Medius

Archive for January, 2013|Monthly archive page

Tablets, Smart Phones and the User Interface

In Mobile on January 28, 2013 at 5:08 pm

PhabletThe incredible rate of adoption of tablets and smartphones has brought some interesting speculation about what might be next. Thus the invention of the latest term “phablet” i.e. a hybrid of a tablet yet diminutive enough to be considered a phone. This leads me to wonder if this fast evolving segment of the industry may have reached it’s nadir. The latest news from Acer indicated that Windows 8 was a bust for them yet the Chromebook was a gain.   Which seems to indicate – albeit from a small sample of manufacturing –  that the pendulum is swinging back toward the keyboard.

There’s an ergonomic issue with having to continuously and deftly maneuver one’s digits across a small screen that can make web browsing and typing on a tablet or smart phone a tiresome effort. The efficiency of the mouse and keyboard does have distinct advantages for negotiating the travails of a spreadsheet or Powerpoint presentation that a touchscreen will unlikely ever be able to replace.

However there are some rather viable alternatives becoming available. There are of course the very helpful hands-free solutions available for the disabled that rely on eye or head movement to register, though these have been around a number of years. More recently the development of a solution that picks up hand motion and position called Leap Motion is providing some rather exciting usage applications. Making a little wild-speculation it may be possible one day that we can dictate to our devices by simply mouthing the words. For example NTT DoCoMo had created a prototype in 2002 that could lip-read a users speech. Known as silent-speech interface it’s been a while since this first was noted though if it ever is commercialized it could have a myriad of uses.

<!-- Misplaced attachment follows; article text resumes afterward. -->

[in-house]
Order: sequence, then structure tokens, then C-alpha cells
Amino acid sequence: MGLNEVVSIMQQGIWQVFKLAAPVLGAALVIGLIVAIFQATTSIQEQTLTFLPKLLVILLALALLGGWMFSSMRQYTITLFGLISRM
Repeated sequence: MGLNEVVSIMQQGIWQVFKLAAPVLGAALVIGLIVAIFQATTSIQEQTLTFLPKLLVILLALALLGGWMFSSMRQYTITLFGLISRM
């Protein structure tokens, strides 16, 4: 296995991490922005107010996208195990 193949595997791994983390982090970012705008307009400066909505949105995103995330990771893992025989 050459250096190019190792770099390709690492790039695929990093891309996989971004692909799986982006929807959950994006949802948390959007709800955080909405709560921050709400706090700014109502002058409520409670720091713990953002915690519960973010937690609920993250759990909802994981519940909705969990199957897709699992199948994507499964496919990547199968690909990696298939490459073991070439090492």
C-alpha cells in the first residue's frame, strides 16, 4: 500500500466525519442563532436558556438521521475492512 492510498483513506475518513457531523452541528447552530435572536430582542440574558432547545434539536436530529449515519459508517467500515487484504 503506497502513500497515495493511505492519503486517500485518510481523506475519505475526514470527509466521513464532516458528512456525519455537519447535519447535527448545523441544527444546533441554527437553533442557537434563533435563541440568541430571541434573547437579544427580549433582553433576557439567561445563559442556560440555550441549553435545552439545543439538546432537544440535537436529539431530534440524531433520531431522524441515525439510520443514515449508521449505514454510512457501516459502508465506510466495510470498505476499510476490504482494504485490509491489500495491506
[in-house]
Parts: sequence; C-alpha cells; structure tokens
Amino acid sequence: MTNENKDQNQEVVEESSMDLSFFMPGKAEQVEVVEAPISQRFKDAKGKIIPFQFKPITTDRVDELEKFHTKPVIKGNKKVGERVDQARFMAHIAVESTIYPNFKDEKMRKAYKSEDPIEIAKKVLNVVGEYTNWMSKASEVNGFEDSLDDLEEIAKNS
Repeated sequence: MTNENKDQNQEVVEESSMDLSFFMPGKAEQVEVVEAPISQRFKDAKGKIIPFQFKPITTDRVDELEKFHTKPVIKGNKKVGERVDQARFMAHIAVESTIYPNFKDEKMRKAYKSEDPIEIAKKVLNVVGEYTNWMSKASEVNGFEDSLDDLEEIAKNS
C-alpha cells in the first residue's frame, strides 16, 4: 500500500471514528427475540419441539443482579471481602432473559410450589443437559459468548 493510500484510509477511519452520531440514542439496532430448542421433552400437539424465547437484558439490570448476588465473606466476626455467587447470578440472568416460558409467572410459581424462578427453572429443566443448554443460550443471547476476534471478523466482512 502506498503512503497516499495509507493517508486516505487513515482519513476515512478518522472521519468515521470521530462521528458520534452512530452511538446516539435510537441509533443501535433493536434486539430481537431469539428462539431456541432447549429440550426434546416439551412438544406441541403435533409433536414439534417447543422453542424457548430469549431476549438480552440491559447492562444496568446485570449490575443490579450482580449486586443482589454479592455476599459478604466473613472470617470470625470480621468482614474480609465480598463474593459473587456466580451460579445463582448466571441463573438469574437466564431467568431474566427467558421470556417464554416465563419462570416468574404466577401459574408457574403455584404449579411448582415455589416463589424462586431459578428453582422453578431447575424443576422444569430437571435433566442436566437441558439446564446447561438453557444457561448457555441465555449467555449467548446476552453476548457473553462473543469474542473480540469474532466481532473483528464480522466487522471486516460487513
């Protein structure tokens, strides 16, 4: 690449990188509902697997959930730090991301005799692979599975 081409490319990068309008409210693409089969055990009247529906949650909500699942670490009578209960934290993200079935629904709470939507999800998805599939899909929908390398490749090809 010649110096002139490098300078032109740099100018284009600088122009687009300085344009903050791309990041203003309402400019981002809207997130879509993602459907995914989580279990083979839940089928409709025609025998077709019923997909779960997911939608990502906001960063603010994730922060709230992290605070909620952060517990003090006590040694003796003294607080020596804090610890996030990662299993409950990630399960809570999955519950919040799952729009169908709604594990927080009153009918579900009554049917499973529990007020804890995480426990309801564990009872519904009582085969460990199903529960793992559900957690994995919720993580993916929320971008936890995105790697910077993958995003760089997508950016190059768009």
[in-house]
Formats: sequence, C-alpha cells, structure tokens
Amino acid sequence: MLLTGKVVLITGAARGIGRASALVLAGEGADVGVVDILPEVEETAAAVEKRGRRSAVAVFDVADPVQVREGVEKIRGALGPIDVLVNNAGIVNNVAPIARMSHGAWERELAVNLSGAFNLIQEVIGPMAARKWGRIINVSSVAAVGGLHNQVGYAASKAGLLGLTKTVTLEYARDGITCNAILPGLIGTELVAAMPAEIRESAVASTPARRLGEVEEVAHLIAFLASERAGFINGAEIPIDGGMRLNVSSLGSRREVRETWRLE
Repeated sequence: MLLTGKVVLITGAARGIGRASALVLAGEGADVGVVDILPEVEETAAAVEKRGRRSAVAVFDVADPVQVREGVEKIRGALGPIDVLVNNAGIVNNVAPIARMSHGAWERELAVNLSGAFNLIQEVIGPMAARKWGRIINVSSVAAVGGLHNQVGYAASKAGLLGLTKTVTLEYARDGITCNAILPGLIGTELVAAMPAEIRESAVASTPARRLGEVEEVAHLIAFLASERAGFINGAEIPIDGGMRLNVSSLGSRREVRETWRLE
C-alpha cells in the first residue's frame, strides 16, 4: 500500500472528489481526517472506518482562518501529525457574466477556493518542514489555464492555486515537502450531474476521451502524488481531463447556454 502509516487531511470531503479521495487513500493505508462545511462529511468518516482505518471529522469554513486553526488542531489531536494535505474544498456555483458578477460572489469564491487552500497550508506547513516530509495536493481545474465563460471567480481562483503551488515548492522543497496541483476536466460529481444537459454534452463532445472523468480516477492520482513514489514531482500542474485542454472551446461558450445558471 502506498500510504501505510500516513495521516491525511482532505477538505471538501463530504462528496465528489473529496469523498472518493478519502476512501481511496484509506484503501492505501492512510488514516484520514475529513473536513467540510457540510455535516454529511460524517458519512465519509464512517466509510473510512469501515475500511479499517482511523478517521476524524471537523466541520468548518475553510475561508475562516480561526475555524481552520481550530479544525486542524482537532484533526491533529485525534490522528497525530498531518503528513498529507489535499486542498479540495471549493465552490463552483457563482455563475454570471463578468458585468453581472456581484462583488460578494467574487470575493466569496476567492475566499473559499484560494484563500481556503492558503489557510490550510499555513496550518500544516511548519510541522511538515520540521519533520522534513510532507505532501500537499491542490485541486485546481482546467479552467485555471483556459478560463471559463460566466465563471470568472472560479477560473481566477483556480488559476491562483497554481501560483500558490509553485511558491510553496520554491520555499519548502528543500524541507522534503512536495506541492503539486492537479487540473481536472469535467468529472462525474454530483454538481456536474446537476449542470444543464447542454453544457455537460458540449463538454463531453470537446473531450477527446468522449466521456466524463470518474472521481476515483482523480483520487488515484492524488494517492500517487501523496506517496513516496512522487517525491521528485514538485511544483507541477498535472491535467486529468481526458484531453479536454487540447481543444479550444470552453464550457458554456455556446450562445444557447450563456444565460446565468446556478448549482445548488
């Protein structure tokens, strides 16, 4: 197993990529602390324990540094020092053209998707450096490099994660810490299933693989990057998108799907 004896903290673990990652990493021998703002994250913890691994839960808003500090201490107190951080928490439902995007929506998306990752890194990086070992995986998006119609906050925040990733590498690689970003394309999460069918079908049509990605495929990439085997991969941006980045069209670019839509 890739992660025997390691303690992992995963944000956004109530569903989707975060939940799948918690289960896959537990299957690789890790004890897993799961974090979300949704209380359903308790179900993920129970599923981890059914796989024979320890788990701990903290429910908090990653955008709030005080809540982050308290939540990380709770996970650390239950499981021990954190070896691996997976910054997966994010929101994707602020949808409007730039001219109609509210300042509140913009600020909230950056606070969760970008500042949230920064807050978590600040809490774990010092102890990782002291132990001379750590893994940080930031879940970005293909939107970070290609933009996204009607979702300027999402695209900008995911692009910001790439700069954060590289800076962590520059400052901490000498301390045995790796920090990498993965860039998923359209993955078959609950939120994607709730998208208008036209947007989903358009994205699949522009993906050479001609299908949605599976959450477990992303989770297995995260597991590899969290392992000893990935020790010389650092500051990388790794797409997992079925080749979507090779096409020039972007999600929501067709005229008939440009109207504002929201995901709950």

Having attended some car shows of late I have also noted the leap ahead in automotive communication, entertainment and navigation technology. Of most interest are those automated by voice-command. It’s supremely easier to speak directions into an accurate voice-recognition GPS device than it is to type. The concept of voice command makes sense for the phone (though apparently less so for Siri!) I also expect this to be integrated more heavily in tablets. Already there is Google search with a voice-command feature in the most recent Android OS.

On the subject of phones and keyboards, RIM’s Blackberry 10 is due for release days from now. It will be interesting to see whether the tried and true integration of keyboard and phone remains or RIM abandons it’s typing-friendly fiends and moves to touch screen.  Stay tuned.